The Sony SRS-XB32 also features both AAC and Sony’s own LDAC codec for high-quality streaming. While neither codec is perfect, they’re still higher quality than the standard SBC codec that all Bluetooth devices use, even if the highest LDAC setting does risk an unstable connection. Still, if you’re streaming music from a service like Apple Music or Spotify, none of this really matters anyway. I doubt anyone is going to tell you off at your next backyard rave because of the sound quality.

The Sony SRS-XB32 speaker positioned vertically on a banister.

The speaker has a strip of colorful lights wrapping all around the edges, and also has strobe lights underneath the fabric in the front.

As I mentioned before, you’re going to want to download the app to get the most out of this speaker. From there you can control the light strips and decide if you want to turn on the “Party Booster” mode or the “Live Sound” mode, which Sony claims will angle the sound to simulate a 3D experience. I found that it just made the music sound like it had a little more reverb, which was nice at times but still not anywhere near what a live show will sound like. You can also daisy chain up to 100 of these wirelessly by pressing the Wireless Party Chain (WPC) button underneath the flap on the back, though I don’t see how this is a practical feature for the average person and I’m willing to bet that this feature has been used exactly once in some random Sony testing lab. Besides that, there’s also a 3.5mm input if you want to hardwire in devices which is nice, but to access it you’ll have to expose the ports under the waterproof flap so keep that in mind if you’re near water or sand.

What’s the battery life of the SRS-XB32?

Sony claims a battery life of 24 hours of constant playback, but that’s only if you turn off all of the lights and turn off extra bass mode. Considering all of those things are turned on by default, I opted to test battery life with everything turned on to get a more realistic gauge for how long it will last. With all of the lights and extra bass mode turned on, Sony claims about 14 hours of constant playback. In my testing, it lasted a respectable 11 hours and 5 minutes of constant playback, but it wasn’t the 14 that Sony claimed.

The Sony SRS-XB32 Bluetooth speaker leaning against a tree with its colorful lights turned on.

The extra bass feature is turned on by default, which slices the battery life of the Sony SRS-XB32 by a significant amount.

Even worse than not hitting the mark on battery life is the fact that the Sony SRS-XB32 speaker charges via micro-USB. We’re too far into the reign of USB-C and all its promises for me to let it pass anymore, and it’s a bummer that if you get this speaker you’ll likely need to carry a separate cable with you to charge it. On the bright side, it does have a standard USB-A output so you can charge your devices on the go, though you should expect the battery life to take a hit.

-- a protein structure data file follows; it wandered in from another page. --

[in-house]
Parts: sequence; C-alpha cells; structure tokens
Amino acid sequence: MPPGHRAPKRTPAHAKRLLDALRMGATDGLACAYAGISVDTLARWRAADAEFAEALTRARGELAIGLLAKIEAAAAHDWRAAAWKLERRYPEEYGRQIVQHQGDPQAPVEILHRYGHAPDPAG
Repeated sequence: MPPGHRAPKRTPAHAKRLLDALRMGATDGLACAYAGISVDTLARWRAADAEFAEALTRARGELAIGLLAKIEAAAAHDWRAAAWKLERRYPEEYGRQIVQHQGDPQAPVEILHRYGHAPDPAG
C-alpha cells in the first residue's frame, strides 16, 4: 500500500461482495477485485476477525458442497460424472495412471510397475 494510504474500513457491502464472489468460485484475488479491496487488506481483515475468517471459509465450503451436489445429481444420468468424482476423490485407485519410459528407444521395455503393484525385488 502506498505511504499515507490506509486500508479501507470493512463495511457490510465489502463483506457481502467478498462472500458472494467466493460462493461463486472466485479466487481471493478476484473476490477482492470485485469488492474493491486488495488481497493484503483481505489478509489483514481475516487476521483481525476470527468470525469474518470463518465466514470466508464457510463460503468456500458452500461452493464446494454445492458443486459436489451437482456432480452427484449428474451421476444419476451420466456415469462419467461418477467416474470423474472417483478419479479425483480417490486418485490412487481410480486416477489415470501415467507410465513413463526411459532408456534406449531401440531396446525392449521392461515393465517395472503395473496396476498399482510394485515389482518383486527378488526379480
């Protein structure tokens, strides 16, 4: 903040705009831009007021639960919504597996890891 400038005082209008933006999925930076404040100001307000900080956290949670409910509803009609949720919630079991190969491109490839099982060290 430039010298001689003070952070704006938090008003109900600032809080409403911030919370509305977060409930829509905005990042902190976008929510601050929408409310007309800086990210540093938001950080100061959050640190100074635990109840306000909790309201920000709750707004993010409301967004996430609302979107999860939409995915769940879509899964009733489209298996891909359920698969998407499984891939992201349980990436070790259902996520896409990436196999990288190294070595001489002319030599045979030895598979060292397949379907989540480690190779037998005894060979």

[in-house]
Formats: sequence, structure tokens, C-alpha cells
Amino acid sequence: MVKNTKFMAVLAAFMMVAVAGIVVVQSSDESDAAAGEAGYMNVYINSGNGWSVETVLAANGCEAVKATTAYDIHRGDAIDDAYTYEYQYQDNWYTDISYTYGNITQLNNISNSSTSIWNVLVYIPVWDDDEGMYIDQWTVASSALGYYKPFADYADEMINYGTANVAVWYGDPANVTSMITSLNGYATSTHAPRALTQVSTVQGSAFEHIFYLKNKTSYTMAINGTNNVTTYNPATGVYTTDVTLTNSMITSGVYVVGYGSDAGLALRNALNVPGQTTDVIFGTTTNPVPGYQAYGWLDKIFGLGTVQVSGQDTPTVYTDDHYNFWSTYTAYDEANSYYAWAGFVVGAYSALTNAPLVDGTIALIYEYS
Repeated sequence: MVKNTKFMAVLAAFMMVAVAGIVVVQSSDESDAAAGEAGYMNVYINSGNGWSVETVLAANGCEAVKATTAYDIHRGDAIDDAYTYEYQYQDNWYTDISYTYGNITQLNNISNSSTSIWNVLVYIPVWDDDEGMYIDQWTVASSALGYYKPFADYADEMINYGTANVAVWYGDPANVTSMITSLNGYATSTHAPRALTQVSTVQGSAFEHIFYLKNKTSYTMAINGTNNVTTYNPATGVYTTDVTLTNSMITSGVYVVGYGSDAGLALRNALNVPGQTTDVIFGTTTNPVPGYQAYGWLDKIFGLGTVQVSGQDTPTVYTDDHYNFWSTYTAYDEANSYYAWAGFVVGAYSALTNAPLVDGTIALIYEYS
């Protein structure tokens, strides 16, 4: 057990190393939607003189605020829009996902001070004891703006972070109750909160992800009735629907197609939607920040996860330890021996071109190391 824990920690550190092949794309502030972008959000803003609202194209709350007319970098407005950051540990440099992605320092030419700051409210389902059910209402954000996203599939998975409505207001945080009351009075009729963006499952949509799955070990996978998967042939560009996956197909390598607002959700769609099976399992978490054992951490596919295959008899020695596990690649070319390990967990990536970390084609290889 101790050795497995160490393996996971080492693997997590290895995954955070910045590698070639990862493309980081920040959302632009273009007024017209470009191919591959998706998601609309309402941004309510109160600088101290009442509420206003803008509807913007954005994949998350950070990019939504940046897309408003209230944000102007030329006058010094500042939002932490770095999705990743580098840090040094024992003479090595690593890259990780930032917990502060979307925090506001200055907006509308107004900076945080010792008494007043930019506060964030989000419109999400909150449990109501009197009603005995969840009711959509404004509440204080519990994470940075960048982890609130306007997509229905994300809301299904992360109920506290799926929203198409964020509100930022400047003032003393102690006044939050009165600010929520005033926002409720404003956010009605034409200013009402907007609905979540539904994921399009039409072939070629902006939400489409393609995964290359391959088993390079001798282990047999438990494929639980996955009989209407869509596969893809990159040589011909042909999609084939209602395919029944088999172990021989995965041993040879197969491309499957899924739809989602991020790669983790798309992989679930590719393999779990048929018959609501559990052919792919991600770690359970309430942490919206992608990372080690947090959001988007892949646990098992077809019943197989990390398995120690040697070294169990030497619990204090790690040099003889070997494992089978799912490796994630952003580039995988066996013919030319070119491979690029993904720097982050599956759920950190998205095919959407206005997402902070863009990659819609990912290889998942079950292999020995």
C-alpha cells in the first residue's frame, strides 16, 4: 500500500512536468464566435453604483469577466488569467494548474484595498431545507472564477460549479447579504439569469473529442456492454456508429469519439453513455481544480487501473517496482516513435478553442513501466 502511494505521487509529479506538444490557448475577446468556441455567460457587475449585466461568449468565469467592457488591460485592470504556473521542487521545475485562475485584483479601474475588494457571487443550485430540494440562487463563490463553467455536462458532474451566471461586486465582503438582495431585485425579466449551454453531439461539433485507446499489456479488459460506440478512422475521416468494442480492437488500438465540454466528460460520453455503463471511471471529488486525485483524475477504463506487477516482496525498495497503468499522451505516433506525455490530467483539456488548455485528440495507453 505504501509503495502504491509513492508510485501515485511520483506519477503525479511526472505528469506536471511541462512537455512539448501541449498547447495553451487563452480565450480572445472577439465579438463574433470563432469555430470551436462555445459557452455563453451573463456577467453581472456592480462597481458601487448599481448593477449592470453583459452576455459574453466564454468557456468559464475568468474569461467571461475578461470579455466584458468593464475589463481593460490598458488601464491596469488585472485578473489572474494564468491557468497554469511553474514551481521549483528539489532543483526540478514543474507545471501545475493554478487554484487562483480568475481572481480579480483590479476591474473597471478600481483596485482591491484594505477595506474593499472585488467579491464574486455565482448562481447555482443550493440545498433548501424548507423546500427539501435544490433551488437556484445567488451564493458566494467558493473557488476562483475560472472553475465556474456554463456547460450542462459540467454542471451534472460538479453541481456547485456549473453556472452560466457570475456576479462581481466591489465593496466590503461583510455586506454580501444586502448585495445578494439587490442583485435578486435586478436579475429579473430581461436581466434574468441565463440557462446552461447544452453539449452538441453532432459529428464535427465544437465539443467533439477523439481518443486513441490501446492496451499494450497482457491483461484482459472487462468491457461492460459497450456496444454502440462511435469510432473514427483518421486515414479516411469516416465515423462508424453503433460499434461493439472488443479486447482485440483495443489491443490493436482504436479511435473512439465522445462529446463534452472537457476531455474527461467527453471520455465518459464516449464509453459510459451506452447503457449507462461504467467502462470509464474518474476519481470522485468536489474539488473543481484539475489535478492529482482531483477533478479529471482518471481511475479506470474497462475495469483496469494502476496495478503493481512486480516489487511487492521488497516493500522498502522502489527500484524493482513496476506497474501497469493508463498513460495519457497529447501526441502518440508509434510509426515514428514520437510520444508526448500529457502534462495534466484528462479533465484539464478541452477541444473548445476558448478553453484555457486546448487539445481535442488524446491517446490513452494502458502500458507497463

Let’s talk sound

Usually, I expect good things from Sony products when it comes to sound quality, but that isn’t the case with their extra bass line of products. While they don’t sound bad, the extra emphasis on the lower notes just isn’t for me sometimes. The SRS-XB32 is one of those times. The lower notes are just slightly too overdone for my liking and while listening to my favorite YouTube Lo-Fi stream (you know the one) I found that more often than not, the bass completely overpowered the other elements of a track. That extra bump in the low end could be a good thing if you’re a bass lover, but there’s another more practical reason for it which is to help when you’re playing music outdoors. Lower notes tend to dissipate quicker into your surroundings if there’s a lot going on in your area, and that extra emphasis helps you hear them outside even if you’re at a loud backyard bbq like I was.

While vocals weren’t hard to hear, they also weren’t super clear due to the emphasis on the bass. At times I found vocals could be somewhat masked by the lower frequencies and differentiating background instruments is not easy. Notes in the high end were similarly lacking in clarity with the cymbals and hi-hats in Generator ^ Second Floor by Freelance Whales sounding slightly lower in volume than other instruments in the background.

Final thoughts

While the Sony SRS-XB32 won’t be knocking anything off our best waterproof speakers list, it still has its place. Particularly if you like the idea of having a speaker that can party as you do when you go to the beach or to the pool this isn’t a bad option. It’s a fun speaker that gets loud and can add some extra flair to your party. It’s not as large or as loud as the SRS-XB41, but it’s also not as expensive. The SRS-XB32 fills a certain niche for a certain kind of person and a certain use case. Unfortunately, that person isn’t me. I’d much rather save the extra money and pick up a tough little speaker that costs less. But if strong bass, flashing strobe lights, fun features, and a tough waterproof build is what you’re looking for then that person might be you.